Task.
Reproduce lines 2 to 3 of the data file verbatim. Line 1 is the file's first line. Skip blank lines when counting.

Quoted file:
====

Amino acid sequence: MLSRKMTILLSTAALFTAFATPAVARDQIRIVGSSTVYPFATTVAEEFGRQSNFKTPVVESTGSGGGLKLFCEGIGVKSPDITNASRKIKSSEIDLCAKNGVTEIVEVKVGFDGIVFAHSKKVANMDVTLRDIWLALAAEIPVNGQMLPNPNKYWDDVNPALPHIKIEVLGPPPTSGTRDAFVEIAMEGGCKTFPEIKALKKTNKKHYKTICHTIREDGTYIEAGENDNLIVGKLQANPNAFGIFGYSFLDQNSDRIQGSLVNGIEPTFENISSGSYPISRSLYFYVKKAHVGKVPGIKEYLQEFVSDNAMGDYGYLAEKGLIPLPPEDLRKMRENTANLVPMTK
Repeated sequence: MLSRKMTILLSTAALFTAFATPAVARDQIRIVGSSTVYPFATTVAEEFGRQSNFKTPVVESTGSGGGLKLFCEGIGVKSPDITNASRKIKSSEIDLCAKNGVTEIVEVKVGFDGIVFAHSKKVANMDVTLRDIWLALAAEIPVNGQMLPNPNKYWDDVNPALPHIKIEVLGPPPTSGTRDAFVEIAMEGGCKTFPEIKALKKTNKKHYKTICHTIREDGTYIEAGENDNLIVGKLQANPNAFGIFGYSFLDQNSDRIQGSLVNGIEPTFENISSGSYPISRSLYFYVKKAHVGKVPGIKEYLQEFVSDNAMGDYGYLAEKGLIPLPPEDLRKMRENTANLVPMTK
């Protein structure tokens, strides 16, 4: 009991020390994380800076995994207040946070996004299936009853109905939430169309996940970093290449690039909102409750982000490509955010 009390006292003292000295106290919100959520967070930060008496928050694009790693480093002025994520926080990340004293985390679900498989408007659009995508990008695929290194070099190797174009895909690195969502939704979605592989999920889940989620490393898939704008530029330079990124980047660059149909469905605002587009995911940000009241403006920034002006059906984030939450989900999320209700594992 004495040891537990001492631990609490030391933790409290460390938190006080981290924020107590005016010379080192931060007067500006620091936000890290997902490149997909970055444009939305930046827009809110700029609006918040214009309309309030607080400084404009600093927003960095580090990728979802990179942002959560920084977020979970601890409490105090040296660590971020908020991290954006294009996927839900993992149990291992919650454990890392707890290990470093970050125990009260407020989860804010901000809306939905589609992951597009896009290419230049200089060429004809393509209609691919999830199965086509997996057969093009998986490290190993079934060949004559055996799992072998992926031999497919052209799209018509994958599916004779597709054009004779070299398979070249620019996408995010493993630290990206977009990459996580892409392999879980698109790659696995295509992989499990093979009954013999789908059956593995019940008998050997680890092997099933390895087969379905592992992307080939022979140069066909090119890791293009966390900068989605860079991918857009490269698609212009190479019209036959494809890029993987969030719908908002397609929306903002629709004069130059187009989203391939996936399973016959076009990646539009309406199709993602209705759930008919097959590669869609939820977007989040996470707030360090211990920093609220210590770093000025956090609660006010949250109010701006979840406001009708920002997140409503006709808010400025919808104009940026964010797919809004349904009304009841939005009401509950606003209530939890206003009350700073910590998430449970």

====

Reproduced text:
Repeated sequence: MLSRKMTILLSTAALFTAFATPAVARDQIRIVGSSTVYPFATTVAEEFGRQSNFKTPVVESTGSGGGLKLFCEGIGVKSPDITNASRKIKSSEIDLCAKNGVTEIVEVKVGFDGIVFAHSKKVANMDVTLRDIWLALAAEIPVNGQMLPNPNKYWDDVNPALPHIKIEVLGPPPTSGTRDAFVEIAMEGGCKTFPEIKALKKTNKKHYKTICHTIREDGTYIEAGENDNLIVGKLQANPNAFGIFGYSFLDQNSDRIQGSLVNGIEPTFENISSGSYPISRSLYFYVKKAHVGKVPGIKEYLQEFVSDNAMGDYGYLAEKGLIPLPPEDLRKMRENTANLVPMTK
């Protein structure tokens, strides 16, 4: 009991020390994380800076995994207040946070996004299936009853109905939430169309996940970093290449690039909102409750982000490509955010 009390006292003292000295106290919100959520967070930060008496928050694009790693480093002025994520926080990340004293985390679900498989408007659009995508990008695929290194070099190797174009895909690195969502939704979605592989999920889940989620490393898939704008530029330079990124980047660059149909469905605002587009995911940000009241403006920034002006059906984030939450989900999320209700594992 004495040891537990001492631990609490030391933790409290460390938190006080981290924020107590005016010379080192931060007067500006620091936000890290997902490149997909970055444009939305930046827009809110700029609006918040214009309309309030607080400084404009600093927003960095580090990728979802990179942002959560920084977020979970601890409490105090040296660590971020908020991290954006294009996927839900993992149990291992919650454990890392707890290990470093970050125990009260407020989860804010901000809306939905589609992951597009896009290419230049200089060429004809393509209609691919999830199965086509997996057969093009998986490290190993079934060949004559055996799992072998992926031999497919052209799209018509994958599916004779597709054009004779070299398979070249620019996408995010493993630290990206977009990459996580892409392999879980698109790659696995295509992989499990093979009954013999789908059956593995019940008998050997680890092997099933390895087969379905592992992307080939022979140069066909090119890791293009966390900068989605860079991918857009490269698609212009190479019209036959494809890029993987969030719908908002397609929306903002629709004069130059187009989203391939996936399973016959076009990646539009309406199709993602209705759930008919097959590669869609939820977007989040996470707030360090211990920093609220210590770093000025956090609660006010949250109010701006979840406001009708920002997140409503006709808010400025919808104009940026964010797919809004349904009304009841939005009401509950606003209530939890206003009350700073910590998430449970």